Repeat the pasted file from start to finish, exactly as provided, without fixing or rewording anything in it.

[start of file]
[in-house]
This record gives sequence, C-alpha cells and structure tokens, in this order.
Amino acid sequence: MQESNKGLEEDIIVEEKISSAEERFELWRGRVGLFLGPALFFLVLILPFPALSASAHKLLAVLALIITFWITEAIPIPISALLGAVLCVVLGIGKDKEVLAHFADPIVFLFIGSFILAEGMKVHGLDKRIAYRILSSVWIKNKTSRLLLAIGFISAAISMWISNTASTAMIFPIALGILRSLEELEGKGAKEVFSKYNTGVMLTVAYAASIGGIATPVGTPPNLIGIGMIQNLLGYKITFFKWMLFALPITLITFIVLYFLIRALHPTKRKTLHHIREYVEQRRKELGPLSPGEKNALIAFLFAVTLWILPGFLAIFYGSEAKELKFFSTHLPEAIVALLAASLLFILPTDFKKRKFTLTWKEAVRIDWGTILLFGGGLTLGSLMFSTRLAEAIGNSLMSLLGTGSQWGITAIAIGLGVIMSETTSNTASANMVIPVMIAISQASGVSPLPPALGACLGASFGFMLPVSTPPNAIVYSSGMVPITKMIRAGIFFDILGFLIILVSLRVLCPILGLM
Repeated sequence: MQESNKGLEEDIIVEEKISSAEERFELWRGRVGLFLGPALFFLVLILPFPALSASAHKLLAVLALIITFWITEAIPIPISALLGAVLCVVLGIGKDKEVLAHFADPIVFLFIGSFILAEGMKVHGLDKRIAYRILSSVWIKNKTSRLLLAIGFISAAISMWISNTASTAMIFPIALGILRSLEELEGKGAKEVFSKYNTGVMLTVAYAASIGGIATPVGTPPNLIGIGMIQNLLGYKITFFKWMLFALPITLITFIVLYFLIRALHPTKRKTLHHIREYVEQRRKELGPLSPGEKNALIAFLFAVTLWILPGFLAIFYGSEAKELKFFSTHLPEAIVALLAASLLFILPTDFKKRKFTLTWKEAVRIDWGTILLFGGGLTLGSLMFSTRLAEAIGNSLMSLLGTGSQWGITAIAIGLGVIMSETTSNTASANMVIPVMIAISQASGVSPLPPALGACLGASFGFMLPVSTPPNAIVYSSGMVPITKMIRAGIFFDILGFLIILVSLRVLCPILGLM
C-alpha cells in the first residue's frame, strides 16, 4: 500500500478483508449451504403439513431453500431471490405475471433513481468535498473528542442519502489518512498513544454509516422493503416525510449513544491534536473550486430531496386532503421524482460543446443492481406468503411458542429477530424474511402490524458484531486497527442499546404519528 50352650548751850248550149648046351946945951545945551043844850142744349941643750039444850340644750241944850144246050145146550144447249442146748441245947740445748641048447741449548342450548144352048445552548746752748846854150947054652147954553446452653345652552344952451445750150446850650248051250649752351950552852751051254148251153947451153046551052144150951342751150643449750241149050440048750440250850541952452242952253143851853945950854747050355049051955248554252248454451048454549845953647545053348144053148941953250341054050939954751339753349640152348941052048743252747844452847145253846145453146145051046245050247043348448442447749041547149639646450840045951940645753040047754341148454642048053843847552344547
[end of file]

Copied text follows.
[in-house]
This record gives sequence, C-alpha cells and structure tokens, in this order.
Amino acid sequence: MQESNKGLEEDIIVEEKISSAEERFELWRGRVGLFLGPALFFLVLILPFPALSASAHKLLAVLALIITFWITEAIPIPISALLGAVLCVVLGIGKDKEVLAHFADPIVFLFIGSFILAEGMKVHGLDKRIAYRILSSVWIKNKTSRLLLAIGFISAAISMWISNTASTAMIFPIALGILRSLEELEGKGAKEVFSKYNTGVMLTVAYAASIGGIATPVGTPPNLIGIGMIQNLLGYKITFFKWMLFALPITLITFIVLYFLIRALHPTKRKTLHHIREYVEQRRKELGPLSPGEKNALIAFLFAVTLWILPGFLAIFYGSEAKELKFFSTHLPEAIVALLAASLLFILPTDFKKRKFTLTWKEAVRIDWGTILLFGGGLTLGSLMFSTRLAEAIGNSLMSLLGTGSQWGITAIAIGLGVIMSETTSNTASANMVIPVMIAISQASGVSPLPPALGACLGASFGFMLPVSTPPNAIVYSSGMVPITKMIRAGIFFDILGFLIILVSLRVLCPILGLM
Repeated sequence: MQESNKGLEEDIIVEEKISSAEERFELWRGRVGLFLGPALFFLVLILPFPALSASAHKLLAVLALIITFWITEAIPIPISALLGAVLCVVLGIGKDKEVLAHFADPIVFLFIGSFILAEGMKVHGLDKRIAYRILSSVWIKNKTSRLLLAIGFISAAISMWISNTASTAMIFPIALGILRSLEELEGKGAKEVFSKYNTGVMLTVAYAASIGGIATPVGTPPNLIGIGMIQNLLGYKITFFKWMLFALPITLITFIVLYFLIRALHPTKRKTLHHIREYVEQRRKELGPLSPGEKNALIAFLFAVTLWILPGFLAIFYGSEAKELKFFSTHLPEAIVALLAASLLFILPTDFKKRKFTLTWKEAVRIDWGTILLFGGGLTLGSLMFSTRLAEAIGNSLMSLLGTGSQWGITAIAIGLGVIMSETTSNTASANMVIPVMIAISQASGVSPLPPALGACLGASFGFMLPVSTPPNAIVYSSGMVPITKMIRAGIFFDILGFLIILVSLRVLCPILGLM
C-alpha cells in the first residue's frame, strides 16, 4: 500500500478483508449451504403439513431453500431471490405475471433513481468535498473528542442519502489518512498513544454509516422493503416525510449513544491534536473550486430531496386532503421524482460543446443492481406468503411458542429477530424474511402490524458484531486497527442499546404519528 50352650548751850248550149648046351946945951545945551043844850142744349941643750039444850340644750241944850144246050145146550144447249442146748441245947740445748641048447741449548342450548144352048445552548746752748846854150947054652147954553446452653345652552344952451445750150446850650248051250649752351950552852751051254148251153947451153046551052144150951342751150643449750241149050440048750440250850541952452242952253143851853945950854747050355049051955248554252248454451048454549845953647545053348144053148941953250341054050939954751339753349640152348941052048743252747844452847145253846145453146145051046245050247043348448442447749041547149639646450840045951940645753040047754341148454642048053843847552344547